Americans spend a lot of time traveling to, waiting for, and receiving medical care. Telehealth has the potential to reduce the burden on patients and expand access to care by delivering health care services through video chat, remote monitoring systems, or other telecommunication technology. Distant providers can share and act upon information to deliver care or consult with other providers in specialties that are not available locally.
People who live in remote or difficult-to-reach areas—sometimes called frontier communities—often lack access to specialty health services. The closest health center with the necessary doctors or services could be hours away, and travel might not be possible or practical.
Telehealth can improve access by making medical care—including primary, specialty, and mental/behavioral health services—available in frontier communities at facilities referred to as critical access hospitals. These hospitals are generally small (under 25 beds), not located within 35 miles of another hospital, have a short length of stay, and provide emergency health services.
Assessing the Impact of Alternate Payment Models for Telehealth in Critical Access Hospitals
While telehealth has promise to improve access to care and extend availability of health care services, more information is needed to understand how the approach works in practice. Some challenges include the availability of necessary technology, financing and reimbursement, inconsistent policies across states, and provision of services across state lines.
To date, evaluations of telehealth have focused on quality, patient satisfaction, and, to a lesser extent, cost effectiveness. These studies consistently find that telehealth allows patients, providers, and payers to save money compared with traditional approaches to providing care.
However, less is known about telehealth in the critical access hospital setting. Because few people live in frontier communities, the volume of treatment at critical access hospitals tends to be low, so the hospitals often struggle financially.
As part of a larger effort to improve health outcomes and reduce Medicare expenditures, the Center for Medicare and Medicaid Innovation (CMMI) at the Centers for Medicare and Medicaid Services implemented the Frontier Community Health Integration Project (FCHIP) Demonstration. Under FCHIP, reimbursement for telehealth services originating from critical access hospitals changed from fixed-fee to cost-based. This shift is expected to make it more financially feasible for critical access hospitals to provide telehealth.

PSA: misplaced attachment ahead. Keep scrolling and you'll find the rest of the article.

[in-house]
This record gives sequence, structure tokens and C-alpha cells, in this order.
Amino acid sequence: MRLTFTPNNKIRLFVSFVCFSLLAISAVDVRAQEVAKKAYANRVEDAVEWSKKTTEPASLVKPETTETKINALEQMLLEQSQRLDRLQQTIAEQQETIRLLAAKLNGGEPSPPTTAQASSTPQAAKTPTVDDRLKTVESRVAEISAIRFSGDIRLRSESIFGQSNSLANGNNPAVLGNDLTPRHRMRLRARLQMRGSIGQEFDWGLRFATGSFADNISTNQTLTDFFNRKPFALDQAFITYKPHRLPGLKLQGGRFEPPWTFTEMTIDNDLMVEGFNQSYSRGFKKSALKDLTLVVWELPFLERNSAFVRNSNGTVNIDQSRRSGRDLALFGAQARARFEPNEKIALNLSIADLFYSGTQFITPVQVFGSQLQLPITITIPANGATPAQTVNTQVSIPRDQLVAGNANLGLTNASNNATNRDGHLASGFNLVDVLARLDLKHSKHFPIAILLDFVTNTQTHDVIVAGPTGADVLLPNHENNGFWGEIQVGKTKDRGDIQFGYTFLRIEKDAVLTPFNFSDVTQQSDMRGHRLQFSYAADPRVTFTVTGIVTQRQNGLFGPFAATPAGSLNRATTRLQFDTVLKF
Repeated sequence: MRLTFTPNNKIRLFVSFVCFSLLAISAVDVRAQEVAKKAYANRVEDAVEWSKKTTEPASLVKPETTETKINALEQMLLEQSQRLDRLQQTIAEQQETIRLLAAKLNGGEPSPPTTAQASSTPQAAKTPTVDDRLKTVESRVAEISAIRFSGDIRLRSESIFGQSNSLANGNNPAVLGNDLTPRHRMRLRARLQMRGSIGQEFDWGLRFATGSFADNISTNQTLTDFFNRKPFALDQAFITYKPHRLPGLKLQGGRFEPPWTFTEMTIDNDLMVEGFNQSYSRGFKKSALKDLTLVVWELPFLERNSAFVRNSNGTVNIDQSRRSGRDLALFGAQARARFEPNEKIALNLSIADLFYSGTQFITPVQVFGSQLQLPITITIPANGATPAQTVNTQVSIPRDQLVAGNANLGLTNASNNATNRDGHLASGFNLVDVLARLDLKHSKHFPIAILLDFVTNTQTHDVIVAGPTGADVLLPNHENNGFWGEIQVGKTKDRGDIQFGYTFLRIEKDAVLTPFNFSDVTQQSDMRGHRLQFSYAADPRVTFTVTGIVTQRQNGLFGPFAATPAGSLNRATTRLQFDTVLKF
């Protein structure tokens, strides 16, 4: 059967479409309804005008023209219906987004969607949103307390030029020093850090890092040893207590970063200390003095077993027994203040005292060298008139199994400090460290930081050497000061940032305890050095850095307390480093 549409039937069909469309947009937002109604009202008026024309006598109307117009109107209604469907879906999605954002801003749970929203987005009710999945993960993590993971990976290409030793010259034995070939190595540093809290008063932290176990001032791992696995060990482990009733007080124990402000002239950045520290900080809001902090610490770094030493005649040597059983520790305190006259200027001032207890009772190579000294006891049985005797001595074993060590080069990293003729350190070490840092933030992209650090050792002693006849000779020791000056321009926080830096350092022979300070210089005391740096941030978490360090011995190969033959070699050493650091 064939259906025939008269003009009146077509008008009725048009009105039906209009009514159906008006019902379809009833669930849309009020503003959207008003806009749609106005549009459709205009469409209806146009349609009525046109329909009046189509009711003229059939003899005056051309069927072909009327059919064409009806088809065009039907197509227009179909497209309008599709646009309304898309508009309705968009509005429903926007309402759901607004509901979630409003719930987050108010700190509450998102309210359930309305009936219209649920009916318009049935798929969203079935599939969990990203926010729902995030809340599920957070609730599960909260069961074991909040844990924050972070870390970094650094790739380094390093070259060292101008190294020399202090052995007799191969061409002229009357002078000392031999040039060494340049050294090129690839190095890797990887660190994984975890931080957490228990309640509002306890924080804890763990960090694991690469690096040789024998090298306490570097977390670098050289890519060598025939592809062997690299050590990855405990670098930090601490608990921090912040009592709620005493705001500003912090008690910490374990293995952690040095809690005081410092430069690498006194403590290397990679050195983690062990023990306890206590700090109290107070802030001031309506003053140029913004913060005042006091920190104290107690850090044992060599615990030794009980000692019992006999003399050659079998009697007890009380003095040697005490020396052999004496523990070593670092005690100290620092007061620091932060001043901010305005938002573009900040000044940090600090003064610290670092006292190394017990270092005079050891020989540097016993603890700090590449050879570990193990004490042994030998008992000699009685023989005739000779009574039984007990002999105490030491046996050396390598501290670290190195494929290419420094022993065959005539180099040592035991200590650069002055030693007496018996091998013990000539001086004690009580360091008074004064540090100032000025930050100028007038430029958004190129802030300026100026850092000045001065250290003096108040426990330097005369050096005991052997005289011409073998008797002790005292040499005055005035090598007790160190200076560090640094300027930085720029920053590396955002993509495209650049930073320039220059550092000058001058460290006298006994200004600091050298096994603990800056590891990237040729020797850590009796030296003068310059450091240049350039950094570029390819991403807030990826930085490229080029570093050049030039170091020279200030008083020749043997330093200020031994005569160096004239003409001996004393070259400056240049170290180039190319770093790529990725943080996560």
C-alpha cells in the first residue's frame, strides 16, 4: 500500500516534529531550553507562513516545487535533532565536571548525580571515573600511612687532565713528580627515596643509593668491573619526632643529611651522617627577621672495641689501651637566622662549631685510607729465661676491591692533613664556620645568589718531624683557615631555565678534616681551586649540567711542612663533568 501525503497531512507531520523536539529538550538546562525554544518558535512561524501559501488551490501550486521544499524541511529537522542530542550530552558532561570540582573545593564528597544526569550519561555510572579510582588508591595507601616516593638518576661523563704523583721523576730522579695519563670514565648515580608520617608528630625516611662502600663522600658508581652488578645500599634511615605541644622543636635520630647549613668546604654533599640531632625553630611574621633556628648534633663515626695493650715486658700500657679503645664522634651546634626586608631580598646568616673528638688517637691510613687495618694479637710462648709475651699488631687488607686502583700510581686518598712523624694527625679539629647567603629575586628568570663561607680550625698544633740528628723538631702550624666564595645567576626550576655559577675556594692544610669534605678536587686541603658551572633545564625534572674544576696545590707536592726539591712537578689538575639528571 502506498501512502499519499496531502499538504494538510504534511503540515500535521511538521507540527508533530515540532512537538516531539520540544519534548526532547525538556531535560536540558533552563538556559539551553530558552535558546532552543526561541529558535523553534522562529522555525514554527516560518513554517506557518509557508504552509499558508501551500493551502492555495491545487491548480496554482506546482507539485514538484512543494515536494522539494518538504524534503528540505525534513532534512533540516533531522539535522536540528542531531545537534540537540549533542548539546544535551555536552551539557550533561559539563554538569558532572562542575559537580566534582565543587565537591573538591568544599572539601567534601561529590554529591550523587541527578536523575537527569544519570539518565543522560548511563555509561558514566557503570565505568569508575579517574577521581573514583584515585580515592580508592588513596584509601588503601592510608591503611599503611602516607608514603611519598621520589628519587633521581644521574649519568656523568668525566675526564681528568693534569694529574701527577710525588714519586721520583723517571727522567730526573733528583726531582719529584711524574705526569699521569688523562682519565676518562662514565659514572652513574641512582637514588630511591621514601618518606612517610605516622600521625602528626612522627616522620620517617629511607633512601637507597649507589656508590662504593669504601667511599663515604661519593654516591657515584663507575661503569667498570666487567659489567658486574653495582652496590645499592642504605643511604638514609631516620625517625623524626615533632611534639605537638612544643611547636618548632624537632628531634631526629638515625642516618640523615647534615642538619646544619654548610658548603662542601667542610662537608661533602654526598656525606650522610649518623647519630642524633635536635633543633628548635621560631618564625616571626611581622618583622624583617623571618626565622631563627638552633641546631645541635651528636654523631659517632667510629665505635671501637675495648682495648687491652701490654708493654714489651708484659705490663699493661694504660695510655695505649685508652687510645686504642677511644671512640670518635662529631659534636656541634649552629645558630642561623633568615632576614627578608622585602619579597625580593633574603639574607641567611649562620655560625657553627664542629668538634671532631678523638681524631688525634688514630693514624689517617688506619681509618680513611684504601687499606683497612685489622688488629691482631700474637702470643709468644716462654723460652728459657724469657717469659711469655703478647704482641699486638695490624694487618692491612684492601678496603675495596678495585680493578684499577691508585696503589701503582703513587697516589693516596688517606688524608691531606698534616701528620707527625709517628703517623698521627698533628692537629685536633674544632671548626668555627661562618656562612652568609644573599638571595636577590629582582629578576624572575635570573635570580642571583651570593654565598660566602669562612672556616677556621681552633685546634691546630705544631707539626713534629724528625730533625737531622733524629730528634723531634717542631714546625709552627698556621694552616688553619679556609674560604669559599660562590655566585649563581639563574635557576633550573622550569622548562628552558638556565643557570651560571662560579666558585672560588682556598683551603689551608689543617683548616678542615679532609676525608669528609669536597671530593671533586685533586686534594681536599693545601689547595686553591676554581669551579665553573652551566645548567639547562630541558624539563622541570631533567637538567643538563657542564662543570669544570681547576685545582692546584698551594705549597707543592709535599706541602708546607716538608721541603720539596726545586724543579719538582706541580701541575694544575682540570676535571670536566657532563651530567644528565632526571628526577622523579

Our experts in rural health, payment models, health equity, and health IT are evaluating the impact of this project to determine whether changing payment models for telehealth will make services available in frontier communities, thereby reducing the need to transfer patients to distant hospitals and lowering Medicare expenditures.
Expanding Telehealth Knowledge to Inform Future Efforts
The evaluation includes an environmental scan followed by a mixed qualitative and quantitative approach. Quantitative analysis will address data such as volume of visits, claims, and review of quality measures to better understand the impacts of telehealth. Our team is also conducting site visits and interviews with people at critical access hospitals, including executive leadership, providers, technical staff, and administrators. This qualitative data will provide the context needed to better assess the results of our quantitative analysis—including barriers, facilitators, and perceptions of telehealth generally.
Taken together, the results of our evalution will help CMS, health care providers, and researchers better understand the potential of telehealth in critical access hospitals. Ultimately, our aim is to support the work of CMS to ensure that Americans in rural areas receive quality and cost-effective health care.